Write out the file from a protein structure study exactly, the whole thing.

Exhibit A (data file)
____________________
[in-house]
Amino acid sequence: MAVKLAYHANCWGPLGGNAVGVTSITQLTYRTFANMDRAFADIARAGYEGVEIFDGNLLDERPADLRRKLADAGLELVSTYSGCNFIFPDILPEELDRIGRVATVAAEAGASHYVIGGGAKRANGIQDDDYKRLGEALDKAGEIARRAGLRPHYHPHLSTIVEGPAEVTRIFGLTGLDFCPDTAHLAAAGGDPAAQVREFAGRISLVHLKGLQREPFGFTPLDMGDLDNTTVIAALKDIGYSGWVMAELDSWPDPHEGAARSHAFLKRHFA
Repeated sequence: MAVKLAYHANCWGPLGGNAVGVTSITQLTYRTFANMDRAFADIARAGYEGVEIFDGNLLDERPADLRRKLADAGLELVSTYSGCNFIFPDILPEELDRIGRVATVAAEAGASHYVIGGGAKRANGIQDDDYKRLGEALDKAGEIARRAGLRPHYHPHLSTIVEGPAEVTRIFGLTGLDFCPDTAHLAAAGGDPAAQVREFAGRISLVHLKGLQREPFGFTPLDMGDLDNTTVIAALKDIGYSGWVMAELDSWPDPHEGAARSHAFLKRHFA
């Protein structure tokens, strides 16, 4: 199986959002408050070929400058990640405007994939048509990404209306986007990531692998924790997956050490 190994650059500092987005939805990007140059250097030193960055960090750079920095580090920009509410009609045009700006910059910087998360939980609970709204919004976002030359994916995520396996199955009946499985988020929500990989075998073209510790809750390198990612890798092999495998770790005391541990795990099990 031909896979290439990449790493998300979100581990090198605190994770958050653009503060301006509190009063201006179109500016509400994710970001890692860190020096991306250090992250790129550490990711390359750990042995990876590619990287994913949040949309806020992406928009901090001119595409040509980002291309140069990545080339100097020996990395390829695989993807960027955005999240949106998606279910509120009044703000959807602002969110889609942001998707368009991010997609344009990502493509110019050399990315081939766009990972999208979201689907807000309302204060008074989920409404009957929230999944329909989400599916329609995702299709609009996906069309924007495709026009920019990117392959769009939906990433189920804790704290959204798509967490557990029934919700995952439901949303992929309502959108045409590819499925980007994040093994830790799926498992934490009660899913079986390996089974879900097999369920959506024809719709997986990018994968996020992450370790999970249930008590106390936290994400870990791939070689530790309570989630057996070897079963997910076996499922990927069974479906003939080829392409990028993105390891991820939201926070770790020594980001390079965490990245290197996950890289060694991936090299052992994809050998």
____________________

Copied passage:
[in-house]
Amino acid sequence: MAVKLAYHANCWGPLGGNAVGVTSITQLTYRTFANMDRAFADIARAGYEGVEIFDGNLLDERPADLRRKLADAGLELVSTYSGCNFIFPDILPEELDRIGRVATVAAEAGASHYVIGGGAKRANGIQDDDYKRLGEALDKAGEIARRAGLRPHYHPHLSTIVEGPAEVTRIFGLTGLDFCPDTAHLAAAGGDPAAQVREFAGRISLVHLKGLQREPFGFTPLDMGDLDNTTVIAALKDIGYSGWVMAELDSWPDPHEGAARSHAFLKRHFA
Repeated sequence: MAVKLAYHANCWGPLGGNAVGVTSITQLTYRTFANMDRAFADIARAGYEGVEIFDGNLLDERPADLRRKLADAGLELVSTYSGCNFIFPDILPEELDRIGRVATVAAEAGASHYVIGGGAKRANGIQDDDYKRLGEALDKAGEIARRAGLRPHYHPHLSTIVEGPAEVTRIFGLTGLDFCPDTAHLAAAGGDPAAQVREFAGRISLVHLKGLQREPFGFTPLDMGDLDNTTVIAALKDIGYSGWVMAELDSWPDPHEGAARSHAFLKRHFA
């Protein structure tokens, strides 16, 4: 199986959002408050070929400058990640405007994939048509990404209306986007990531692998924790997956050490 190994650059500092987005939805990007140059250097030193960055960090750079920095580090920009509410009609045009700006910059910087998360939980609970709204919004976002030359994916995520396996199955009946499985988020929500990989075998073209510790809750390198990612890798092999495998770790005391541990795990099990 031909896979290439990449790493998300979100581990090198605190994770958050653009503060301006509190009063201006179109500016509400994710970001890692860190020096991306250090992250790129550490990711390359750990042995990876590619990287994913949040949309806020992406928009901090001119595409040509980002291309140069990545080339100097020996990395390829695989993807960027955005999240949106998606279910509120009044703000959807602002969110889609942001998707368009991010997609344009990502493509110019050399990315081939766009990972999208979201689907807000309302204060008074989920409404009957929230999944329909989400599916329609995702299709609009996906069309924007495709026009920019990117392959769009939906990433189920804790704290959204798509967490557990029934919700995952439901949303992929309502959108045409590819499925980007994040093994830790799926498992934490009660899913079986390996089974879900097999369920959506024809719709997986990018994968996020992450370790999970249930008590106390936290994400870990791939070689530790309570989630057996070897079963997910076996499922990927069974479906003939080829392409990028993105390891991820939201926070770790020594980001390079965490990245290197996950890289060694991936090299052992994809050998």